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Kettering Government Center

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1968–1969, Eugene W. Betz. 3600 Shroyer Rd.
  • (Photograph by Thomas R. Robillard)
  • (Photograph by Nathalie Wright)
  • (Photograph by Thomas R. Robillard)
  • (Photograph by Nathalie Wright)
  • (Photograph by Nathalie Wright)
  • (Photograph by Nathalie Wright)
  • (Photograph by Nathalie Wright)
  • (Photograph by Nathalie Wright)
  • (Photograph by Nathalie Wright)

Kettering, a fast growing post-World War II suburban area south of Dayton, achieved city status in 1955. Consisting almost exclusively of former township agricultural land, the city exemplifies a mid-twentieth-century community in its development and architecture. In the first decade after its establishment, Kettering was the fastest growing city in Ohio; the city’s motto was “Founded on Progress.” The futuristic Kettering Government Center, designed by noted local architect Eugene Betz and completed in 1969, was the physical embodiment of this forward-thinking sentiment.

The Kettering Government Center is a triangular building nestled in a grove of trees. It is sited so that the first floor is partially below grade. An upper half-story houses the City Council Chamber, which is expressed on the exterior by a rectangular stained glass window. A low-pitched roof is the most dominant feature of the building; its dramatic, angular shape links it to the space and jet age forms of popular modernism and some of Frank Lloyd Wright’s late work. The roof has an angled parapet at the location of the stained glass window. The sculptural roof configuration and central window provide a focal point for the main entry. The roof is low to the ground and cantilevers out several feet from the building line, covering an encircling sidewalk. A beveled, standing seam metal fascia defines the edge of the cantilever. The roof structure is partially supported by vertical concrete fins, or buttresses, which also separate the window bays. A sunken, triangular plaza provides access to the below-grade entrance. Windows throughout the first floor are full-height, providing maximum interplay of indoor/outdoor spaces. The building is landscaped with gentle earthen mounds, shrubbery, and planting beds of flowers.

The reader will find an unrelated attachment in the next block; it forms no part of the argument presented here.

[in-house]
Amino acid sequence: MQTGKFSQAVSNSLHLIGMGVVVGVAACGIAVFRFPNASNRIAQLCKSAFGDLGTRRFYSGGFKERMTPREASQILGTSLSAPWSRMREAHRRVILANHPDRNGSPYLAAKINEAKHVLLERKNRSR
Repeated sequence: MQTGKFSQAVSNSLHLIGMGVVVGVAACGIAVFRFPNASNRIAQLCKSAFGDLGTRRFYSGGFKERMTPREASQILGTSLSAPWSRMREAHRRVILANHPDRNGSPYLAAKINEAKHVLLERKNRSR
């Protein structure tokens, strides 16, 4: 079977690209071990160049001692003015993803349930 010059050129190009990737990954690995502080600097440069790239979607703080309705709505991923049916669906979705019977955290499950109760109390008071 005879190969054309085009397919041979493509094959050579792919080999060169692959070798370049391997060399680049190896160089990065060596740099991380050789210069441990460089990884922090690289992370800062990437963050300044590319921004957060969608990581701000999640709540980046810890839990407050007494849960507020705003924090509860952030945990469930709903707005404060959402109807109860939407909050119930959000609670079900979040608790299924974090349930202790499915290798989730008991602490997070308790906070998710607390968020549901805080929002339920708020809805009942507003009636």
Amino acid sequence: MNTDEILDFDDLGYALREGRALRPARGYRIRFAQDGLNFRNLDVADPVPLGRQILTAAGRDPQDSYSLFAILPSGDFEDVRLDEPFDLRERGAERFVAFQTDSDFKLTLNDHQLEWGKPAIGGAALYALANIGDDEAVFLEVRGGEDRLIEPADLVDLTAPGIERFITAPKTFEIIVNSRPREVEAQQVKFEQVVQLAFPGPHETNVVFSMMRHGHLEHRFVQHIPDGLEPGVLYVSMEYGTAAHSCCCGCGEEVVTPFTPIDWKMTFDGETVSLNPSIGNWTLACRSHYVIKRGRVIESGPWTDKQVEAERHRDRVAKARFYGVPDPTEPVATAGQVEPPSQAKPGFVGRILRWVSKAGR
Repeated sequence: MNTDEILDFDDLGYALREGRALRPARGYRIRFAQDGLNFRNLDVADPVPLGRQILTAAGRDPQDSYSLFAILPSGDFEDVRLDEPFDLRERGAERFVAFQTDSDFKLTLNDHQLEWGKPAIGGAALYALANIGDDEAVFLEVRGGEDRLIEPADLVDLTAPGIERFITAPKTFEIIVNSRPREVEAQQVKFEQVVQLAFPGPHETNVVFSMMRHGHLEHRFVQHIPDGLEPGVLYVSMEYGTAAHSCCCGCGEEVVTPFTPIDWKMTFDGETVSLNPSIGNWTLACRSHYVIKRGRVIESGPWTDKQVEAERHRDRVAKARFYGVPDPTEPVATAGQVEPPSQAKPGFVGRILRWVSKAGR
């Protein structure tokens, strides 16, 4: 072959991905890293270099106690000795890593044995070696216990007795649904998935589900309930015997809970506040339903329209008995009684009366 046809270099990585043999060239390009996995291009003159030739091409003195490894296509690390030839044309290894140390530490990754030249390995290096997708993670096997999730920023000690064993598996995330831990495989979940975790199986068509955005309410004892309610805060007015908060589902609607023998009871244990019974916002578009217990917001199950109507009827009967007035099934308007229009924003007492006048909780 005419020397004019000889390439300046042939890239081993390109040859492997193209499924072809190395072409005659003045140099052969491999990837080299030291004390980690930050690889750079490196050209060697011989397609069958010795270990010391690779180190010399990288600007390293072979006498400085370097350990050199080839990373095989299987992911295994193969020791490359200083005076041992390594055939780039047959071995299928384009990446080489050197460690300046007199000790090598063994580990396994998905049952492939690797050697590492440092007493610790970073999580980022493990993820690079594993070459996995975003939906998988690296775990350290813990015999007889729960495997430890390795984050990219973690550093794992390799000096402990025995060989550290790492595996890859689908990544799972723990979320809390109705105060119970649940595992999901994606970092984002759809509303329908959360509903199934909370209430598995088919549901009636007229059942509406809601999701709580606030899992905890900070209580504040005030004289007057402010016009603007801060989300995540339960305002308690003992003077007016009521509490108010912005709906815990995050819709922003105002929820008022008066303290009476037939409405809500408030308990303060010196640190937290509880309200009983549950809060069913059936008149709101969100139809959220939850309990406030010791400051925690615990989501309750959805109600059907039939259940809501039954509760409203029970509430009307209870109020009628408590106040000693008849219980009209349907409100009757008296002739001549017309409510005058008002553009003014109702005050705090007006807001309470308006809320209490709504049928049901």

The building is sometimes referred to as Brutalist style because of its use of concrete, on both the exterior and interior, but the Government Center’s scale and detailing are at odds with the brooding monumentality usually associated with the movement. The raised, crisp lines of the concrete formwork create a textural quality to the building. The diagonal form lines play against the angles of the roof, fascia, and buttresses. The building has a sculptural and ground-scraping quality appropriate to the suburban setting of an emerging urban area. From the corner of the building, where wheelchair access to the front door is provided, the projecting point of the roof is at once intimidating and welcoming. The deep cantilever and portal to the sidewalk, burrowed in the landscape, offer refuge from the elements.

Kettering Government Center has won several citations, including a Twenty-Five Year Award from Ohio AIA.


Avdakov, Steven, Debbie Griffin, Kathy Mast Kane, and Nathalie Wright. Ohio Modern: Preserving Our Recent Past, Dayton and Surrounding Area Survey Report, Columbus, OH: State Historic Preservation Office, 2010.

Avdakov, Steven, and Debbie Griffin, “Kettering Government Center,” Montgomery County, Ohio. National Park Service, U.S. Department of the Interior, Washington, DC.

Writing Credits

Nathalie Wright
Barbara Powers



  • 1968


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Nathalie Wright, "Kettering Government Center", [Dayton, Ohio], SAH Archipedia, eds. Gabrielle Esperdy and Karen Kingsley, Charlottesville: UVaP, 2012—,

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